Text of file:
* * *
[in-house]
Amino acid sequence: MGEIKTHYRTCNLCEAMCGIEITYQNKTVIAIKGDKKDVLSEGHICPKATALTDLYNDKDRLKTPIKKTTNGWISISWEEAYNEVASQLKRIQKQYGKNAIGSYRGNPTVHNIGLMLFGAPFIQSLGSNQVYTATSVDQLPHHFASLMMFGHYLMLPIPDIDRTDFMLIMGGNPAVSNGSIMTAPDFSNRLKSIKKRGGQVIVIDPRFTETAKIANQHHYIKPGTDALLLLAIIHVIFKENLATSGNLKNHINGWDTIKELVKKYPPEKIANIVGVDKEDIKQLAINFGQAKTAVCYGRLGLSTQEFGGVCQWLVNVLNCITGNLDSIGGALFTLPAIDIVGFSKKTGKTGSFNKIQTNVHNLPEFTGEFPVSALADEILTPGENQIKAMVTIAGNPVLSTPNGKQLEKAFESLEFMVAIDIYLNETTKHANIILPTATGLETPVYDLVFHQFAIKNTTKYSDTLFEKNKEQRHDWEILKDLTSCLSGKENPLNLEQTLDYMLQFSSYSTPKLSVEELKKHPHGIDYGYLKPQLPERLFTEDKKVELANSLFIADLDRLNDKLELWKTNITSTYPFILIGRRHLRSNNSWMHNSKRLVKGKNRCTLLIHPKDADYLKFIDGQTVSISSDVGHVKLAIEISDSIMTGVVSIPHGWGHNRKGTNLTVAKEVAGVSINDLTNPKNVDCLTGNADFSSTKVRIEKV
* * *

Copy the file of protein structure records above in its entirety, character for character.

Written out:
[in-house]
Amino acid sequence: MGEIKTHYRTCNLCEAMCGIEITYQNKTVIAIKGDKKDVLSEGHICPKATALTDLYNDKDRLKTPIKKTTNGWISISWEEAYNEVASQLKRIQKQYGKNAIGSYRGNPTVHNIGLMLFGAPFIQSLGSNQVYTATSVDQLPHHFASLMMFGHYLMLPIPDIDRTDFMLIMGGNPAVSNGSIMTAPDFSNRLKSIKKRGGQVIVIDPRFTETAKIANQHHYIKPGTDALLLLAIIHVIFKENLATSGNLKNHINGWDTIKELVKKYPPEKIANIVGVDKEDIKQLAINFGQAKTAVCYGRLGLSTQEFGGVCQWLVNVLNCITGNLDSIGGALFTLPAIDIVGFSKKTGKTGSFNKIQTNVHNLPEFTGEFPVSALADEILTPGENQIKAMVTIAGNPVLSTPNGKQLEKAFESLEFMVAIDIYLNETTKHANIILPTATGLETPVYDLVFHQFAIKNTTKYSDTLFEKNKEQRHDWEILKDLTSCLSGKENPLNLEQTLDYMLQFSSYSTPKLSVEELKKHPHGIDYGYLKPQLPERLFTEDKKVELANSLFIADLDRLNDKLELWKTNITSTYPFILIGRRHLRSNNSWMHNSKRLVKGKNRCTLLIHPKDADYLKFIDGQTVSISSDVGHVKLAIEISDSIMTGVVSIPHGWGHNRKGTNLTVAKEVAGVSINDLTNPKNVDCLTGNADFSSTKVRIEKV